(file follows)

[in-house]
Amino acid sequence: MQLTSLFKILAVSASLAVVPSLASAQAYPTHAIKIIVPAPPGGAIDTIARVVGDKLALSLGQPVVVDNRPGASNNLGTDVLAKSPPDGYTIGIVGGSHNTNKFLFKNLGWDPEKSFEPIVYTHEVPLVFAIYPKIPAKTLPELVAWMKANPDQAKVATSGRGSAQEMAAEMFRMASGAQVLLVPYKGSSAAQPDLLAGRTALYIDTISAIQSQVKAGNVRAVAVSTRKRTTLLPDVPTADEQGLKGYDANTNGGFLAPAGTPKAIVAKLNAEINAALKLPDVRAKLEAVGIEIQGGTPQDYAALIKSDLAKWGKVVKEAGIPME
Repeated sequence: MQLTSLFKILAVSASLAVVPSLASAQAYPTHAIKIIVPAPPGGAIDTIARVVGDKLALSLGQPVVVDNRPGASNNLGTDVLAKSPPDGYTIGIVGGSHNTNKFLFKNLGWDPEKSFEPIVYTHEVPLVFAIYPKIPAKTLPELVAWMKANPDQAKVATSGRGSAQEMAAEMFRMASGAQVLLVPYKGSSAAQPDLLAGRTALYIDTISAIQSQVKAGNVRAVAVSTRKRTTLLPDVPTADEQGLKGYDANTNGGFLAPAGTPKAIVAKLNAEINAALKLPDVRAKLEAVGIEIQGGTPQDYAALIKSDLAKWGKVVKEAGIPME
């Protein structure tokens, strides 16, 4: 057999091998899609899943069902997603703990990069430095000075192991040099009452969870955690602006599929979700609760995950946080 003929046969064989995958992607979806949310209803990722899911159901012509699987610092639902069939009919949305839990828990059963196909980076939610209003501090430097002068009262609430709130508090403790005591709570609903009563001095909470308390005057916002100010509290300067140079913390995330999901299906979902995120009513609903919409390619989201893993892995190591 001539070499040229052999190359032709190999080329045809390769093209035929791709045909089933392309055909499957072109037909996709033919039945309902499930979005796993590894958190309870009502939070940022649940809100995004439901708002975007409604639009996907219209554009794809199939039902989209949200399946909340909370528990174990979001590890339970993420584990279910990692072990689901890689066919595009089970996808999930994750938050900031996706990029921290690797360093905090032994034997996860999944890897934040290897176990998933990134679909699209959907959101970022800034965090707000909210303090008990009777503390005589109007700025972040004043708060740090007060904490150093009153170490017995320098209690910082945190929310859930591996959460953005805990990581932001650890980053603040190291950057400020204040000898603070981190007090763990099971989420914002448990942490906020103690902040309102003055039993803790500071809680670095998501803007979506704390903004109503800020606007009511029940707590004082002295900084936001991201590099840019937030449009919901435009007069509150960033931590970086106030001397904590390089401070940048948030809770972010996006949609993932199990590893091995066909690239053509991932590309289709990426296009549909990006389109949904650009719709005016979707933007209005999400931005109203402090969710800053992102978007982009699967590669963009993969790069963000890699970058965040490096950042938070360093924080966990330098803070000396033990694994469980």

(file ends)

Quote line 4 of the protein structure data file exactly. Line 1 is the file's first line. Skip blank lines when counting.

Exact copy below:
């Protein structure tokens, strides 16, 4: 057999091998899609899943069902997603703990990069430095000075192991040099009452969870955690602006599929979700609760995950946080 003929046969064989995958992607979806949310209803990722899911159901012509699987610092639902069939009919949305839990828990059963196909980076939610209003501090430097002068009262609430709130508090403790005591709570609903009563001095909470308390005057916002100010509290300067140079913390995330999901299906979902995120009513609903919409390619989201893993892995190591 001539070499040229052999190359032709190999080329045809390769093209035929791709045909089933392309055909499957072109037909996709033919039945309902499930979005796993590894958190309870009502939070940022649940809100995004439901708002975007409604639009996907219209554009794809199939039902989209949200399946909340909370528990174990979001590890339970993420584990279910990692072990689901890689066919595009089970996808999930994750938050900031996706990029921290690797360093905090032994034997996860999944890897934040290897176990998933990134679909699209959907959101970022800034965090707000909210303090008990009777503390005589109007700025972040004043708060740090007060904490150093009153170490017995320098209690910082945190929310859930591996959460953005805990990581932001650890980053603040190291950057400020204040000898603070981190007090763990099971989420914002448990942490906020103690902040309102003055039993803790500071809680670095998501803007979506704390903004109503800020606007009511029940707590004082002295900084936001991201590099840019937030449009919901435009007069509150960033931590970086106030001397904590390089401070940048948030809770972010996006949609993932199990590893091995066909690239053509991932590309289709990426296009549909990006389109949904650009719709005016979707933007209005999400931005109203402090969710800053992102978007982009699967590669963009993969790069963000890699970058965040490096950042938070360093924080966990330098803070000396033990694994469980």